The pandemic has closed many places, but a few great ones remain — so I hit Rocco’s Pastry and Murray’s Cheese, stocking up on delicacies like sfogliatelle and Brie. I ate brunch outdoors — the only way right now to eat there since indoor dining is banned again and it was cold! Like, 30 degrees cold.

Safely distanced, this is the only way to dine in New York right now, regardless of weather

So I read my Sunday New York Times and covered my coffee with its saucer to keep it hot and wore my lined leather gloves as I ate my baked eggs.

Ludlow Street

I drove southeast to the East Village and parked, again at no cost, on Ludlow Street, just to explore a different neighborhood a bit. I didn’t walk very far but was happy to see two great shops on Rivington are still there, Economy Candy and Edith Machinist, a terrific vintage clothing store. I also found out there’s two-hour metered parking for $10.75 on that street — a garage can easily cost three or four times that much.

I sat for a while on a park bench, soaking up some sunshine, watching locals wander by. It’s not a cool, trendy, hip part of the city, but a weathered neighborhood where people live who don’t work on Wall Street and flee to the Hamptons.

I enjoyed lunch, also outdoors, eavesdropping — a much missed habit! — on five guys, mostly in their 20s and 30s, clearly all really good friends, joking and laughing at the next table.

I so miss city energy.

So even if “all” I can enjoy — no ballet/opera/concerts/theater — is a sunny day walking, I’m happy with that.

There’s no “Latino” vote

New Mexico

By Caitlin Kelly

This is a smart and powerful argument why the Democratic party needs to wise up fast — with mid-term elections within two years for both Senate and House seats.

Their abysmal failure to speak intelligently to — and listen carefully to — millions of Hispanic/Latino voters cost them a state they expected to sweep and didn’t, Florida.

As a white middle-class Canadian who grew up in two of the most racially and ethnically diverse cities — Toronto and Montreal — these persistent blind spots are both annoying as hell and depressingly consistent in American politics, at least at the federal level.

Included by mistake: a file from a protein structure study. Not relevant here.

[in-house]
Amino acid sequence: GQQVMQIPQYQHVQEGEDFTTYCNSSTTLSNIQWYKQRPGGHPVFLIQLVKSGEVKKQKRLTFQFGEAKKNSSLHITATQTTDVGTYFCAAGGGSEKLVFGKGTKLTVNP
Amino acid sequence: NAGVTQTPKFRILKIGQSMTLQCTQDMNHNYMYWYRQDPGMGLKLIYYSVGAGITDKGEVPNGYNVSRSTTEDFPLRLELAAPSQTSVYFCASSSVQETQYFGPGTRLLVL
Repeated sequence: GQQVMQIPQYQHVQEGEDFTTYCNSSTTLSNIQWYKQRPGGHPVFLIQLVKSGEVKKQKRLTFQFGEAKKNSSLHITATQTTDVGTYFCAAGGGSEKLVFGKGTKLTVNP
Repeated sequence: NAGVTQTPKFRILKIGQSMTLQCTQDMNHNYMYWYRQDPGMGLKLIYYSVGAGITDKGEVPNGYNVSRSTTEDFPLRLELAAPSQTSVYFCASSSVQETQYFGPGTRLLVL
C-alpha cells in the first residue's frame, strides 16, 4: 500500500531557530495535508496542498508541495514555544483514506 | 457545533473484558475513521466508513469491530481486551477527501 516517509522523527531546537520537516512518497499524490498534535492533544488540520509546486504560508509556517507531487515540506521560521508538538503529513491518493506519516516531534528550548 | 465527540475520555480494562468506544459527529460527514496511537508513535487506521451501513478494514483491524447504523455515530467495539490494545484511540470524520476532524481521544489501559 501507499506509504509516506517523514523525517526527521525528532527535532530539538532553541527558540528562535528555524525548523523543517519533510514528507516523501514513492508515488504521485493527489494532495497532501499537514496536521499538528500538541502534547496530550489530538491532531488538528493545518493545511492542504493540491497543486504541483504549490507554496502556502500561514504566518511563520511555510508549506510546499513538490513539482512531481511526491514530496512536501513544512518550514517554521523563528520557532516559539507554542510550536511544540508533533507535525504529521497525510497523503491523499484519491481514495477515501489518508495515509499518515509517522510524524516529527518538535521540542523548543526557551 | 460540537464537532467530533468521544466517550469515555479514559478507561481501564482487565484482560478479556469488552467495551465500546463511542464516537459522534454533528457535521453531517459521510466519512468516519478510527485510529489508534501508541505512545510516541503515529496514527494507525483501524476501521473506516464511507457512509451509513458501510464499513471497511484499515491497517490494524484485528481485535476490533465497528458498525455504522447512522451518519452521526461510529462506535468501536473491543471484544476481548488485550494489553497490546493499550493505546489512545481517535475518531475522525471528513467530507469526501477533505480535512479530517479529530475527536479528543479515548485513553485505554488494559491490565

Expecting a wildly heterogeneous group — whose birthplace or ancestry maybe as disparate as Chile, Mexico (whose many regions are also wildly different from one another), Argentina, Puerto Rico, the Dominican Republic or even Spain — to somehow share aspirations, beliefs, education and other values is naive at best, desperately ignorant at worst.

There is tremendous racism (thanks to millions of undocumented Hispanics in the U.S.) and wilful ignorance, a toxic combination when formulating intelligent policy and trying to win votes.

I’ve seen it firsthand in a few terrible moments with my husband — a Pulitzer Prize winning photojournalist mistaken for (of course!) a day laborer.

Both are important jobs but never ever ever assume who anyone is based on the color of their skin!

Here’s Isvett Verde, a New York Times staffer:

Journalists and pundits who have spent some time in Latin America or interviewed a few Spanish speakers (and now fancy themselves experts) have suggested that machismo, and a desire to be closer to whiteness, is what drove these voters to support the man who promised to build a wall to keep caravans of Spanish-speaking brown people out. That may be true, but it’s far from the whole story.

I’m a Cuban-American from Miami, and I’m not surprised that around 52 percent of Cuban-Americans in Florida voted for Mr. Trump. No one who was paying attention could be. In the weeks leading up to the election, Cubans in Miami composed a salsa song in support of Mr. Trump and organized Trump caravans hundreds of cars long.

It may sound ridiculous, but some of those voters are genuinely afraid of socialism, and he leaned into that. “We will never have a socialist country,” he promised. He understood that for Cubans and Venezuelans, the word is a reminder of the dysfunctional governments they left behind.

I know this firsthand because I live it — as a partner of 20 years with Jose Lopez, born in New Mexico and whose father was born in Mexico. Jose worked for 31 years as a photographer and photo editor and teacher within a bastion of American media power, The New York Times, where a former very senior colleague once said — to his face — “A preppy Mexican!” — when Jose wore khakis, the dull-but-safe East Coast uniform.

It was decades ago….but really?

What bullshit.

Nor does Jose speak Spanish, which I do fluently enough to have worked in it.

Nor is he Catholic — his father was a Baptist minister and he is Buddhist, his sister Baha’i and one sister Catholic. Yes, even within one family, diversity. All three siblings married non-Hispanics. One has lived and worked all over the world.

I lived briefly in Mexico as a teenager and have been back many times, although not recently. I’ve also visited Peru, Colombia, Nicaragua, Cost Rica, Venezuela, and Spain.

It’s pretty obvious none of these countries resemble one another beyond a shared language — and even then, not really! I learned to be very careful with local idioms; the verb “coger” can mean quite different things!

I want to see — demand to see — a much much smarter parsing of what it really means to live and work and pay taxes and vote in the United States as someone of Latino or Hispanic heritage.

Exhaling…

By Caitlin Kelly

This isn’t an issue I’ve read a lot about, but here it is….